Why the Nigerian government cannot effectively share the recovered $321m Abacha loot

by | Jul 18, 2018

The Nigerian government is planning to distribute the next batch of loot from Swiss Authorities recovered from former military Head of State, Gen. Sani Abacha.

The presidency wants to share the recovered $321 million to vulnerable families in the country and according to the BBC, around 300,000 households are expected to get $14 (₦5,000) from July 2018.

Irrespective of the seemingly good intentions of the government, considering that this will be a nationwide exercise, how efficient are the modalities in place to achieve the said goal?

Only 40% of Nigerian adults are banked, this means there’s a high possibility these targeted households are out of the financial system. How then will they be reached?

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In a tweet, President Muhammadu Buhari’s Special Assistant on Digital/New Media, Tolu Ogunlesi revealed that the Swiss government insisted on Nigeria adhering to certain conditions before the release of the funds, one of which is that the money would be spent on the Cash Transfer to vulnerable households.

Another condition to release the funds is that World Bank will oversee the disbursement.

At $14 monthly for 300,000 households which equals $4.2 million, the total fund will last 76 months, not considering the cost that may be associated with the distribution.

The Vice President, Yemi Osinbajo affirmed that beneficiaries of the monthly payment would be determined from a register that’s being developed.

Osinbajo who was represented at the launching of the Monitoring of Recovered Assets through Transparency and Accountability project by the president’s Special Adviser on Social Protection, Mrs Maryam Uwais revealed that the register would have captured the entire country by year-end.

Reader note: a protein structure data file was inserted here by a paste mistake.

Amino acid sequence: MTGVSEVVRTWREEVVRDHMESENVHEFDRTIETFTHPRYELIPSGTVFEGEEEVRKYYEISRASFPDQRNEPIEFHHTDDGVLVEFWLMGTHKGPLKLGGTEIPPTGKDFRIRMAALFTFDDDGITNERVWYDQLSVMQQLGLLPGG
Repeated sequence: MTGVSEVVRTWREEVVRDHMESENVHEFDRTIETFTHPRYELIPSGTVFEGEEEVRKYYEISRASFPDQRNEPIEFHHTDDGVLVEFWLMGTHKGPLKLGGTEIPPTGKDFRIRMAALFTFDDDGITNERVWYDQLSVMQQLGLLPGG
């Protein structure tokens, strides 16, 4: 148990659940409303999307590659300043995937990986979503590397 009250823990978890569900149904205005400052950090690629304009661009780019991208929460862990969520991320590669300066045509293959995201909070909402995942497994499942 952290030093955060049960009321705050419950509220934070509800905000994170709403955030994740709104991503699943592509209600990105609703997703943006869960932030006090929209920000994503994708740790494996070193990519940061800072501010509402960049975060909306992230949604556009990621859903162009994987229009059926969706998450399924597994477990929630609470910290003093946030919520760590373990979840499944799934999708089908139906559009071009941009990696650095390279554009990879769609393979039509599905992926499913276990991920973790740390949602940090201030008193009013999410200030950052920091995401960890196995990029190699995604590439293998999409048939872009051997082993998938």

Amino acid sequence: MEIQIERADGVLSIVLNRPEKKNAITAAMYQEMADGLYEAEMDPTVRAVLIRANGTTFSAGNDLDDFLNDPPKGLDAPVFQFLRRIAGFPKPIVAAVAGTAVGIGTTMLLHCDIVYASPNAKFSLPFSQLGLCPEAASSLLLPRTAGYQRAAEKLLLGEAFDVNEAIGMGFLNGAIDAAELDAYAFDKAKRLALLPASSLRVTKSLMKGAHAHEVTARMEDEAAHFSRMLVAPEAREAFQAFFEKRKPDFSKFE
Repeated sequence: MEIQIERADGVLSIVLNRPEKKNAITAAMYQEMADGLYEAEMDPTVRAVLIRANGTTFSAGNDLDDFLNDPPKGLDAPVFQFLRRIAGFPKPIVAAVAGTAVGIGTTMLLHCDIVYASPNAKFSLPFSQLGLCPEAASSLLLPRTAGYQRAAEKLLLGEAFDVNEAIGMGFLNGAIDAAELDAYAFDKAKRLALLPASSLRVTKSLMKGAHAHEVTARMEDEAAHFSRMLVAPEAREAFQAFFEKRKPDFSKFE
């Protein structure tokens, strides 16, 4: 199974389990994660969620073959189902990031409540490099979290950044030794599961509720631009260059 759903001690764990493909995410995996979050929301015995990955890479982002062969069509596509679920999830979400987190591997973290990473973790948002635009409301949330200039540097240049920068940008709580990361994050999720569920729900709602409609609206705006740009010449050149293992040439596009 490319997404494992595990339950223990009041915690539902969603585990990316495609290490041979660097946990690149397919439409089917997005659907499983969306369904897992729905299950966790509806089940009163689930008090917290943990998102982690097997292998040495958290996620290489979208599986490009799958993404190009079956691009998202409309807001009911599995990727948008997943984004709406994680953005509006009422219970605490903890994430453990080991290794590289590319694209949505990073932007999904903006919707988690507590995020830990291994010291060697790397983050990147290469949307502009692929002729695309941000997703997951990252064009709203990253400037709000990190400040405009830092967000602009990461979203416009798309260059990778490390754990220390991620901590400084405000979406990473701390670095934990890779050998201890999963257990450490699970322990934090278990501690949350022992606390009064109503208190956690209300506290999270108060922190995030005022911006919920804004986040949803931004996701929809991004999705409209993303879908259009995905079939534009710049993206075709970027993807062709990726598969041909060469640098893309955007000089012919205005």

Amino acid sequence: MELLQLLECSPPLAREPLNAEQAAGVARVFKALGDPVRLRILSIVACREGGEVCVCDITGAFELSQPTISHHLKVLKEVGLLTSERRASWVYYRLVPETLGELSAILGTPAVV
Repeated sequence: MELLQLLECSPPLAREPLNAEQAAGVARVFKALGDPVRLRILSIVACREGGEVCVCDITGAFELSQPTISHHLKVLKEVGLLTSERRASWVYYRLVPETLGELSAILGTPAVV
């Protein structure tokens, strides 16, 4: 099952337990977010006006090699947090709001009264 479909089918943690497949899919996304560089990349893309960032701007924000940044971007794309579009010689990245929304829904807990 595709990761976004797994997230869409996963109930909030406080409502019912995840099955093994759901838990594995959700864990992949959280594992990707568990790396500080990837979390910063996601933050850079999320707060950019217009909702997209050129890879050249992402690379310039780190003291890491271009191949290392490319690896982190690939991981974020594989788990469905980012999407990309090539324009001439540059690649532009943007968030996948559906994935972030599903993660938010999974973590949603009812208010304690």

The register is expected to have beneficiaries’ telephone number and pictures captured.

The distribution is expected to be powered by a network of agents as Uwais said commercial banks backed down from the project on the basis that biometric registration is expensive.

Also, how feasible will this new biometric exercise be?The National Identity Management Commission (NIMC) would have been of great impact in identifying the target populace but it’s yet to deliver on its mission for a sustainable world-class identity management solution.

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The biometric registration exercise by NIMC has been on for a couple of years and is yet to come up with a complete database of Nigerians. Will this be different on the notion that the target audience is just 300,000 as against the total adult population that NIMC is targeting?

According to The Guardian, more than ₦45 billion ($12 million) was spent on the Bank Verification Number (BVN) registration exercise. Irrespective of the number of the targeted populace, it would probably require similar infrastructure since it’s also a nationwide exercise.

From a positive perspective, this also means the 774 local governments in Nigeria can serve as collection points in as much as the cost of distribution would not be higher than the monthly stipend for targeted households.

Basic mobile transactions are another option to consider.

There are currently players in the financial industry that allow fund transfer to a telephone mobile which can be cashed from an agent or via the Automatic Teller Machine (ATM) using cardless withdrawal features.

Some quarters have been calling on the federal government to commit the funds to developmental projects that would have an impact on the general public. With questions around the sustainability and the best disbursement methods, a developmental project might just be the best option.

Mobile & African Tech Enthusiast │ Data Analyst │ Music

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